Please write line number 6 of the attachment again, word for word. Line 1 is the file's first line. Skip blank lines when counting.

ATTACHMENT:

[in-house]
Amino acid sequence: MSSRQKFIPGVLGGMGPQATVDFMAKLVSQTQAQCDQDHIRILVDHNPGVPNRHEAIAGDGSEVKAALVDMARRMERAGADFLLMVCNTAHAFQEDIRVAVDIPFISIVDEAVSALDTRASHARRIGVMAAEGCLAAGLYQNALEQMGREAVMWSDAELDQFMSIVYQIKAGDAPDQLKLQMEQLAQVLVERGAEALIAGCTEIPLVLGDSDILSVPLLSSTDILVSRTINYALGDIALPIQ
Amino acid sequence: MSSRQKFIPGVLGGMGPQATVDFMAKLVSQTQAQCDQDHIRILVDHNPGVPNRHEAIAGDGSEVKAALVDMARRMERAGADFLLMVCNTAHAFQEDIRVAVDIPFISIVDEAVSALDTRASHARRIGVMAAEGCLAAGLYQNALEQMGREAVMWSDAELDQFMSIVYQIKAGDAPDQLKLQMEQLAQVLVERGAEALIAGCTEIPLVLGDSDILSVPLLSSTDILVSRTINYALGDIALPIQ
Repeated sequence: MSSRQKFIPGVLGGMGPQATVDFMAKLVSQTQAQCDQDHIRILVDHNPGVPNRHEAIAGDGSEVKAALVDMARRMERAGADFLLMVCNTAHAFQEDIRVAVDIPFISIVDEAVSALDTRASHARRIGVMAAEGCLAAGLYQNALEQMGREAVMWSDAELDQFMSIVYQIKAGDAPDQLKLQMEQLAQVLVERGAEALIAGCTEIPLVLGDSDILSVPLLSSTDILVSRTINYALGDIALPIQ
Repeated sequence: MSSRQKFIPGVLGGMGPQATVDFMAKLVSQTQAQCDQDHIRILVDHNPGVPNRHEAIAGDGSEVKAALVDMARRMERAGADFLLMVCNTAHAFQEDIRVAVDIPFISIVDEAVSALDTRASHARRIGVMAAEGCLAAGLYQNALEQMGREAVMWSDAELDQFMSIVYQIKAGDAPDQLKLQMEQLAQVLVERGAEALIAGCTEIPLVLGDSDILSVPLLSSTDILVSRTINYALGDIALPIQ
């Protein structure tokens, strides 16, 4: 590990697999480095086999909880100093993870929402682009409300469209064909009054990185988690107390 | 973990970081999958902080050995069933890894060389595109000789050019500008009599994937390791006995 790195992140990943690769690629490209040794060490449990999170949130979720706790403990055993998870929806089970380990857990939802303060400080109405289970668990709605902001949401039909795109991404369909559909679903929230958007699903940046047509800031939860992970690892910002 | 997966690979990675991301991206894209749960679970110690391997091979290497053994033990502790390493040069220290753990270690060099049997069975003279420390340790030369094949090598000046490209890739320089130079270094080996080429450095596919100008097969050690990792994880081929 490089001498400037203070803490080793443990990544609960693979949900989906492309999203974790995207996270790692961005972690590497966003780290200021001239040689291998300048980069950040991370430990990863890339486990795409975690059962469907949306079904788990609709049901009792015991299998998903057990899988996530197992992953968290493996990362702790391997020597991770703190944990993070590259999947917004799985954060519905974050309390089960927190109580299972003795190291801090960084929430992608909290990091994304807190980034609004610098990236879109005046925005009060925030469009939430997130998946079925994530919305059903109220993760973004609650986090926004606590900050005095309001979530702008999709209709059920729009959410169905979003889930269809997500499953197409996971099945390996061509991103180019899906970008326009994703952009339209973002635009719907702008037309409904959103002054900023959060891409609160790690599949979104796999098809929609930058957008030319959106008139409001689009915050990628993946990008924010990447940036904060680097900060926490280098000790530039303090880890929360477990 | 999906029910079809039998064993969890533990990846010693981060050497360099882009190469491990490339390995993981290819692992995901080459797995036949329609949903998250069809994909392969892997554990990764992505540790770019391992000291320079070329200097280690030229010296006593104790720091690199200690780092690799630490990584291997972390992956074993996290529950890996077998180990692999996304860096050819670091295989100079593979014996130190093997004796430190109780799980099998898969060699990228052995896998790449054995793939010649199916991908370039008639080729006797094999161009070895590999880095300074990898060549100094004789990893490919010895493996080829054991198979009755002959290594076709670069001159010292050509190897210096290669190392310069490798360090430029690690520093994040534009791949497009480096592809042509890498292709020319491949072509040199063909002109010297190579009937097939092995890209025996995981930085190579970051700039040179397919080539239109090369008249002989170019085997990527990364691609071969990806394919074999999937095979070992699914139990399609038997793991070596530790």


């Protein structure tokens, strides 16, 4: 590990697999480095086999909880100093993870929402682009409300469209064909009054990185988690107390 | 973990970081999958902080050995069933890894060389595109000789050019500008009599994937390791006995 790195992140990943690769690629490209040794060490449990999170949130979720706790403990055993998870929806089970380990857990939802303060400080109405289970668990709605902001949401039909795109991404369909559909679903929230958007699903940046047509800031939860992970690892910002 | 997966690979990675991301991206894209749960679970110690391997091979290497053994033990502790390493040069220290753990270690060099049997069975003279420390340790030369094949090598000046490209890739320089130079270094080996080429450095596919100008097969050690990792994880081929 490089001498400037203070803490080793443990990544609960693979949900989906492309999203974790995207996270790692961005972690590497966003780290200021001239040689291998300048980069950040991370430990990863890339486990795409975690059962469907949306079904788990609709049901009792015991299998998903057990899988996530197992992953968290493996990362702790391997020597991770703190944990993070590259999947917004799985954060519905974050309390089960927190109580299972003795190291801090960084929430992608909290990091994304807190980034609004610098990236879109005046925005009060925030469009939430997130998946079925994530919305059903109220993760973004609650986090926004606590900050005095309001979530702008999709209709059920729009959410169905979003889930269809997500499953197409996971099945390996061509991103180019899906970008326009994703952009339209973002635009719907702008037309409904959103002054900023959060891409609160790690599949979104796999098809929609930058957008030319959106008139409001689009915050990628993946990008924010990447940036904060680097900060926490280098000790530039303090880890929360477990 | 999906029910079809039998064993969890533990990846010693981060050497360099882009190469491990490339390995993981290819692992995901080459797995036949329609949903998250069809994909392969892997554990990764992505540790770019391992000291320079070329200097280690030229010296006593104790720091690199200690780092690799630490990584291997972390992956074993996290529950890996077998180990692999996304860096050819670091295989100079593979014996130190093997004796430190109780799980099998898969060699990228052995896998790449054995793939010649199916991908370039008639080729006797094999161009070895590999880095300074990898060549100094004789990893490919010895493996080829054991198979009755002959290594076709670069001159010292050509190897210096290669190392310069490798360090430029690690520093994040534009791949497009480096592809042509890498292709020319491949072509040199063909002109010297190579009937097939092995890209025996995981930085190579970051700039040179397919080539239109090369008249002989170019085997990527990364691609071969990806394919074999999937095979070992699914139990399609038997793991070596530790």